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Brain Inflammation?

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Does PANDAS cause brain Inflammation? If so what should we be using to treat it? None of the Doctors that we have spoken believe that brain inflammtion is a factor with the PANDAS.

 

Thank you!

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Are you seeing a PANDAS specialist? Many children here respond positively to anti-inflammatories (steroids - not in the case of bacterial infection please, ibuprofen, curcumin, japanese knotweed in our case), which would point toward inflammation as one cause of symptoms.

 

 

Edited by rowingmom

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Strep doesn't cause inflammation - my very simple explanation (that I give to teachers and strangers) is that its the immune system's attack on the brain that is causing it. I relate it to someone repeatedly punching you in the arm non-stop for days and weeks on end...eventually that constant attack is going to cause inflammation/swelling at the site of the attack. Same thing with PANS.

 

Is it really more complicated than that - absolutely. But folks seem to understand that analogy. And if your doctor is saying the PANDAS/PANS is not related to inflammation, then they don't have a very good grasp of the basics.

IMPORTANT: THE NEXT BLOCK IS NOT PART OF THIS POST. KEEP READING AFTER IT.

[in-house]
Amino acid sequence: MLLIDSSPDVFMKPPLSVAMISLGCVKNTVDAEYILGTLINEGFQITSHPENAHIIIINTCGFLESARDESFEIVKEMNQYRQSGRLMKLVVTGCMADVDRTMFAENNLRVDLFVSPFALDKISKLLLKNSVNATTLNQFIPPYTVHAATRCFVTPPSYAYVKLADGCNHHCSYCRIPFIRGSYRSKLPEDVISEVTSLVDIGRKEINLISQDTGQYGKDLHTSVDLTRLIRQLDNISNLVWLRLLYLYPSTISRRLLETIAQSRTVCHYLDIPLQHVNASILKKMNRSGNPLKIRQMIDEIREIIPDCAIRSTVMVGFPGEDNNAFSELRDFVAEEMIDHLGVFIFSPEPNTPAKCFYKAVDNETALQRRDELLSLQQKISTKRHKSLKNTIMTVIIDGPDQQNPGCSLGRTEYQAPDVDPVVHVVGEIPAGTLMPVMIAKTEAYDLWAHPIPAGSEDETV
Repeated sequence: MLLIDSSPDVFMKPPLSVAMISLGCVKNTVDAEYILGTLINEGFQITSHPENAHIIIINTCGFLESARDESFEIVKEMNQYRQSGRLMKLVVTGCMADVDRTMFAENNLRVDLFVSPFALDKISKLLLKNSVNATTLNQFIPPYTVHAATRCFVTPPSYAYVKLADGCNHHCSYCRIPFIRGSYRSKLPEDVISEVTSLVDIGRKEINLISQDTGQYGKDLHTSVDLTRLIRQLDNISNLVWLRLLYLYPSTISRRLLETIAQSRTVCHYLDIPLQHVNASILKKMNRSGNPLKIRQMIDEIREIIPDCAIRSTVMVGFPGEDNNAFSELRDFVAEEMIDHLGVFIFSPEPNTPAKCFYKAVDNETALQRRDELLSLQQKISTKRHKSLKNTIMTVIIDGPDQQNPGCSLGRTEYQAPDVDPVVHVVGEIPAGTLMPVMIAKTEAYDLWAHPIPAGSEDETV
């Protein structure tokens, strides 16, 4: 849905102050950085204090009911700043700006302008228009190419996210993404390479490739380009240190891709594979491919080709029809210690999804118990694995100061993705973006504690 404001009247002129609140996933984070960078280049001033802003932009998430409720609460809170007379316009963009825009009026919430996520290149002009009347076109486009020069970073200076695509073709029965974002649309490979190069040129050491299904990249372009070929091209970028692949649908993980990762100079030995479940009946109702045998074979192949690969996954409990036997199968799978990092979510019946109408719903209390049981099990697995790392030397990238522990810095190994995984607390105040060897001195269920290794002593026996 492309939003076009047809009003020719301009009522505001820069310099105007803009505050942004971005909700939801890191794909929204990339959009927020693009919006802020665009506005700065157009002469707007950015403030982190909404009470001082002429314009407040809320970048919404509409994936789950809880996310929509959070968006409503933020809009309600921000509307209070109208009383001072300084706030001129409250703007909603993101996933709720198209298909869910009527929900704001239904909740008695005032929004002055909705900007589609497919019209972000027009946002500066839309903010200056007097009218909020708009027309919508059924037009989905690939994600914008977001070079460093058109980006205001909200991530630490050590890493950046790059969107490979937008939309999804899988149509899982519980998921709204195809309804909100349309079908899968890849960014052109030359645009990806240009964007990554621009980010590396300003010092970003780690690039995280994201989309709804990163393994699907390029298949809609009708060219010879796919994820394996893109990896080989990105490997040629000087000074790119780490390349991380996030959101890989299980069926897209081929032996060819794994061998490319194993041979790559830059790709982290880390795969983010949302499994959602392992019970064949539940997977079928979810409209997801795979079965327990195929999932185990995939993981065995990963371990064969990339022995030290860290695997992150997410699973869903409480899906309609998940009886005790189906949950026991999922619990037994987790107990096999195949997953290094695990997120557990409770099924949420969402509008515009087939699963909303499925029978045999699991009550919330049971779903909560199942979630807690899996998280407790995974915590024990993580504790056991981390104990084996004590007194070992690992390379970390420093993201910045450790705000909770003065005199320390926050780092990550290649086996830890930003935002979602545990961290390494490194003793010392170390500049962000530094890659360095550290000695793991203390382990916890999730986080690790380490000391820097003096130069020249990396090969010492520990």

Our "wonder drug" is actually ibuprofen. It can pull my kids back from the brink during a flare and keep them functional. We also try to boost their diets with Omega 3 and foods that are natural inflammation reducers (fish, blueberries, etc...)

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The idea of PANDAS/PANS is that neuropsychiatric problems manifest after infection, and are caused by immune processes like inflammation. I don't think PANS is mature enough where doctors can pinpoint what is occurring in the body, when, and where, and there is much research trying to answer those questions. Generally it is suggested that the Basal Ganglia in the brain is involved in immune processes, and those processes cause neurological dysfunction.

 

I agree with Airial95. If your doctor doesn't believe brain inflammation is involved with PANS, then they know little to nothing about the disease.

Edited by msimon3

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Brain inflammation, kids with Pandas, how does it happen: It is believed, as with Rheumatic fever, Strep, being a highly sophisticated bacteria goes thru a process called "mimicry". In short, Strep being undiagnosed and living in the body for so long is able to mutate and surround itself with a protein that is much like the specific protein that surrounds the cells in the part of the brain called the Basil Ganglia. So the immune system, which is able to produce antibodies that are specific to different viruses and bacterial infections, also attacks that part of the brain. The antibodies think that the cells in the basal ganglia are strep! Simply put, that is what happens. I don't know what your doctor is talking about. Clearly she is not on board with Pandas, and it's etiology....Pandas in similar to Rheumatic fever in this way. There is no controversy over what occurs with Rheumatic fever, so.....if she can't understand this, you need to consult with somebody who can.